I have to believe that somewhere between living off-the-grid in a cabin in Vermont a la Henry David and hopping in a private jet between palaces in Manhattan and Monaco is something approaching a middle, sustainable ground for the American lifestyle. As a culture, we seem to suffer at times from what I would call a kind of Consumption Bi-Polar Disorder. We either want next to nothing or everything all the time.
The Voluntary Simplicity movement is a case of the former.
Today’s Wall Street the latter.
But neither, I would argue, is an exemplary path. Three hundred million people can’t live like Thoreau; that’s why we created cities and suburbs, to say nothing of electric grids – efficiency has its virtues. Likewise, the billionaires of the Blackstone Group and capitalist icons like Donald Trump are not the kind of role models that lend themselves to scaling. Imagine tens of millions of Mar-a-Lago’s spread across the landscape. Doesn’t work.
If nothing else, the TBL credo is about balance, about finding the sweet spot between too much and too little. Something like the ideal of The American Middle Class. But as we’ve seen in recent decades, it’s getting harder to maintain the middle; the pull of the poles, the Haves and Have-Nots, seems to be getting stronger.
But it shouldn’t be rocket science, achieving the balance. Livable wages, affordable health care and housing, quality public education, clean air and water. Pretty basic stuff. TBL stuff. You shouldn’t have to live in a tent or the Taj Mahal to feel like you’ve got it.
A pioneer in social entrepreneurship and sustainability, William Shutkin is the inaugural Chair in Sustainable Development at the Leeds School of Business at the University of Colorado Boulder. He also serves as the Interim Executive Director of the Business Alliance for Local Living Economies, a Partner of the Innovation Network for Communities and a Research Affiliate at MIT. In his spare time, he enjoys hanging out with his wife and two kids tele-skiing, flyfishing and gazing at trees.
Real estate development, like every other part of the U.S. economy, is starting to change, to adapt to a new, emergent order we call “sustainable.” A good example is Green Coast Enterprises, a start-up development company whose mission is, appropriately, about adaptation. Green Coast was founded by a former MIT student of mine, Will Bradshaw, and his lawyer colleague Reuben Teague (Disclosure: I’m on Green Coast’s Advisory Board). Together, they’ve got an interesting mix of skills — planning law, design and construction — and interests — social justice, climate change, community development, entrepreneurship.
What Will and Reuben are doing is essentially refashioning real estate and community development as something new, what they call “community resilience,” a species of sustainability linking social, environmental and economic issues in one business model grounded in one development vision — resilient communities whose people, buildings and economies can adapt to and withstand natural disasters and social challenges of all sorts in the Post-Katrina, Climate Change Age.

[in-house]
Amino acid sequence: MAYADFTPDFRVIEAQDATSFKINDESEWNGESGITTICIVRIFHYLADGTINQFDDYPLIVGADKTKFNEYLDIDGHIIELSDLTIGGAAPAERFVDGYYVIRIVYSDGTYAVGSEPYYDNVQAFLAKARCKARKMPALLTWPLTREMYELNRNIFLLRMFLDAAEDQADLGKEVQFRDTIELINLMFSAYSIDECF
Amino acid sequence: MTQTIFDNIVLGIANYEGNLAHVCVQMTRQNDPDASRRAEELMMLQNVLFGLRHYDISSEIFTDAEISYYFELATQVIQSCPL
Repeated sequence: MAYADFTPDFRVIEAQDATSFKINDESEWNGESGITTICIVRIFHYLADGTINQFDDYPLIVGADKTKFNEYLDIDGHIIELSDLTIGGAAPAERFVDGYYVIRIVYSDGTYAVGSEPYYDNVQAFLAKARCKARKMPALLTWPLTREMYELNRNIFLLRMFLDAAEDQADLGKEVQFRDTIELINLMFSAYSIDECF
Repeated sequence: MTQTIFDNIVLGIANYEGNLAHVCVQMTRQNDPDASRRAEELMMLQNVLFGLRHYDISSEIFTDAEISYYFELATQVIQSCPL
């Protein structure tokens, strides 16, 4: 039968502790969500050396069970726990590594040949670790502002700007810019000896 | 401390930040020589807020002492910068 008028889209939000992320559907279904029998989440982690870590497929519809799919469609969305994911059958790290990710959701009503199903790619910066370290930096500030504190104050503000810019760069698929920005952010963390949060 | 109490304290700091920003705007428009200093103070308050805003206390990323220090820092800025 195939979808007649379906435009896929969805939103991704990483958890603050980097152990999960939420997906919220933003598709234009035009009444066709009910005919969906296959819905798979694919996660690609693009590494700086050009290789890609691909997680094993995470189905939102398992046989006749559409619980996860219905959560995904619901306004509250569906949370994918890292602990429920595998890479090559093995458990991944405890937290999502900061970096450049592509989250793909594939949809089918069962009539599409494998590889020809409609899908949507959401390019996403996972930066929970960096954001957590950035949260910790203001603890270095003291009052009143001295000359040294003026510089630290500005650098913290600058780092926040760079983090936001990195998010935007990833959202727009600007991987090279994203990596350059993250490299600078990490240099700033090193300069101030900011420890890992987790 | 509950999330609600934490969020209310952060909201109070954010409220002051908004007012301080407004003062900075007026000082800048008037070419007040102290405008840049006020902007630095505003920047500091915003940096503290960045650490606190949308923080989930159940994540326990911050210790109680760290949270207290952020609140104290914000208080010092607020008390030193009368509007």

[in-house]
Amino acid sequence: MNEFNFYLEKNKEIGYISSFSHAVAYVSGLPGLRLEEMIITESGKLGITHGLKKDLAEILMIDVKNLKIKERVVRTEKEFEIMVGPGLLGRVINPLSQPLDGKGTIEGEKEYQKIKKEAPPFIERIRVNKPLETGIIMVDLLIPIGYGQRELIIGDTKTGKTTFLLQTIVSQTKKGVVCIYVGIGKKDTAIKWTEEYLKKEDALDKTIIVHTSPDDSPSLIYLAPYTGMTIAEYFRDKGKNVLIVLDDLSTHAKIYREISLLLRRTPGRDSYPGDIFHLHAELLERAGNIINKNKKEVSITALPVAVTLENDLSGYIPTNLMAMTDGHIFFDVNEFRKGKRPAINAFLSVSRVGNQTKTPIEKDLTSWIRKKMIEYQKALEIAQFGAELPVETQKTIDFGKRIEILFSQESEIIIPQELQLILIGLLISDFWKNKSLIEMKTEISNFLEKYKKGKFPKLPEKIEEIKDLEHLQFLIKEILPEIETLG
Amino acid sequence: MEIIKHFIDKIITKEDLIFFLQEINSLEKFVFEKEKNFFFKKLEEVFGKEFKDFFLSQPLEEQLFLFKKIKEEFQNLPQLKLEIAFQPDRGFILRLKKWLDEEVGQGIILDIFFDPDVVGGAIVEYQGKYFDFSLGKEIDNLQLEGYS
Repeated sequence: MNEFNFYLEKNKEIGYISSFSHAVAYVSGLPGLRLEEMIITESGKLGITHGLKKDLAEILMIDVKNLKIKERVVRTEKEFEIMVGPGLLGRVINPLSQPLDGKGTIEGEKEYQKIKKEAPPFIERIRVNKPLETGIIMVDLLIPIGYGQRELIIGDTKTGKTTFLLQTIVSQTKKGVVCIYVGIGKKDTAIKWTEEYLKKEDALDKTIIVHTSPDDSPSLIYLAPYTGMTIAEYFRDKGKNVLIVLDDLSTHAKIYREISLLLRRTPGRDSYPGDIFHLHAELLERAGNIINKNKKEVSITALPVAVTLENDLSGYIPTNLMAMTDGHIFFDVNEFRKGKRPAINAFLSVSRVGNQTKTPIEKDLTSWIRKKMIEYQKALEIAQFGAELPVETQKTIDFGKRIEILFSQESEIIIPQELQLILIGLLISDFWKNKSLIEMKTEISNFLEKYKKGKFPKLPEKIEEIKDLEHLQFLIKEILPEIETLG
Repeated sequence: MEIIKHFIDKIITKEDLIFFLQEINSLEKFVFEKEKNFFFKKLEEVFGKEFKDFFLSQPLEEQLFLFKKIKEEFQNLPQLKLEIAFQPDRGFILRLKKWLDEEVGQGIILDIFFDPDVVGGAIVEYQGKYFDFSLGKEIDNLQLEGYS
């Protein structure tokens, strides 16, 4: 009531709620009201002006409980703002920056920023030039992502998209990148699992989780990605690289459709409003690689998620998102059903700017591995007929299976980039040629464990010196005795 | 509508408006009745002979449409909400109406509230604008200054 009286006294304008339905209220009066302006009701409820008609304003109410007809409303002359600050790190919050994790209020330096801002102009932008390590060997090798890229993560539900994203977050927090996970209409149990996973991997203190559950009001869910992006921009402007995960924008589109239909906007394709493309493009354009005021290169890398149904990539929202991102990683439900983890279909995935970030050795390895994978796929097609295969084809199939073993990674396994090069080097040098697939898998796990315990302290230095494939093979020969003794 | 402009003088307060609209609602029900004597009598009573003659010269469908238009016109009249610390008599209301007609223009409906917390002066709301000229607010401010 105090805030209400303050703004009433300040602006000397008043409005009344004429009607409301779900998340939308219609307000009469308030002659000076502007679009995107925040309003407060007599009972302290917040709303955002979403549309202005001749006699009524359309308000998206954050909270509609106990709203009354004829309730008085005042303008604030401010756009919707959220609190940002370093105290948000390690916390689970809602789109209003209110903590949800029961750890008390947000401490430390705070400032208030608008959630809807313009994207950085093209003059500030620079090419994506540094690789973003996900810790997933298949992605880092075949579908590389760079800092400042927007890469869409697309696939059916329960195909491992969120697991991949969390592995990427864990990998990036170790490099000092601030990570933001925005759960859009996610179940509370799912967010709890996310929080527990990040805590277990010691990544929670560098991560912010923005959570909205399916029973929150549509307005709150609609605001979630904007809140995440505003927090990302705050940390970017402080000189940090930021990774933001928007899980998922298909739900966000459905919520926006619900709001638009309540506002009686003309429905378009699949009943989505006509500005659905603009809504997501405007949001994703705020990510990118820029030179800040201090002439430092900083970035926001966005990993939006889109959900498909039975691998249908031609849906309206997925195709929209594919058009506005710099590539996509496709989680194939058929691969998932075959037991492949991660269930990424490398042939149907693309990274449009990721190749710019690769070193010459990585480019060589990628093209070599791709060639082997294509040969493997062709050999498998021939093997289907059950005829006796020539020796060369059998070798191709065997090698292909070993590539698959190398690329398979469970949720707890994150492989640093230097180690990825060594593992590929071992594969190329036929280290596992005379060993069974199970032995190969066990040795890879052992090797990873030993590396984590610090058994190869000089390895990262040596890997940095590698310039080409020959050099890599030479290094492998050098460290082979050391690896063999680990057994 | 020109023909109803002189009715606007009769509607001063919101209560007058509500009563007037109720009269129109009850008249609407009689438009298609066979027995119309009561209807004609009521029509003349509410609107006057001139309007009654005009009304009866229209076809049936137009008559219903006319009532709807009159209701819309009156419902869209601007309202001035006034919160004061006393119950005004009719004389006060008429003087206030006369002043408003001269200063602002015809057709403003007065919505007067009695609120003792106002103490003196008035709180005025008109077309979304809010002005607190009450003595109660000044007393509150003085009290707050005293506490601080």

And what better place to rebuild a city by reimagining an industry than New Orleans, a place where nature, class, race and commerce have always mingled in innovative, if idiosyncratic, ways, a few feet below sea level.
I’m as jaded as the next guy when it comes to companies touting their green chops but, on closer inspection, having little to back it up. But amidst the greenwashing/hyping of recent years, I’ve also been downright moved.
If you think about, outdoor retailers are, or should be, leaders in the green/sustainable business community. Environmental quality is, after all, a key piece of their value proposition, as in, “Those hiking boots you just bought are not recommended for Superfund sites.” Or melting glaciers, for that matter.
Sure, Patagonia comes to mind as a pioneer. But I’m also thinking of Keen, the outdoor shoe company whose “Hybrid Life/STAND” campaign is both a powerful statement about the connection between creativity, athleticism and activism and an awards program for people who are living it.
Then there’s Eastern Mountain Sports. I know next to nothing about EMS’s CSR record but I have to admit I was impressed when I recently bought a pair of quarter-length running socks. On the back of the package were two words, “Future Consciousness.” Wow! One pair of socks and then, like that, transcendence. Like Keen’s Hybrid Life concept, Future Consciousness, according to EMS, is all about owing up to our shared fate and the deep connections between consumer and consumed, people and planet, socks and species.
The buyout firm Kohlberg Kravis Roberts last week announced a new partnership with Environmental Defense to help measure the environmental performance of the dozens of businesses KKR owns, from Toys R Us to the energy giant TXU. The partnership grows out of the collaboration between the two groups last year in brokering a deal for TXU. ED agreed to support the acquisition by KKR of TXU in exchange for KKR and its partner, Texas Pacific Group, agreeing to reduce TXU’s carbon emissions and scotch its plans to build new coal-burning power plants.
The evolution of the KKR-ED partnership mirrors a larger evolution underway for the past two decades in American environmentalism: the merger of market and environmental strategies. ED’s President, Fred Krupp, has long been out front in pushing for what he and others have called “The Third Wave” of environmentalism, the latest iteration of the movement following its conservation and pollution control phases. Starting in the late 1980s, Fred and ED have taken a contrarian position vis. other national environmental NGOs in embracing market-based approaches to pollution reduction/elimination, especially emissions credit trading (cap-and-trade) schemes of the kind pioneered in the 1990 federal Clean Air Act.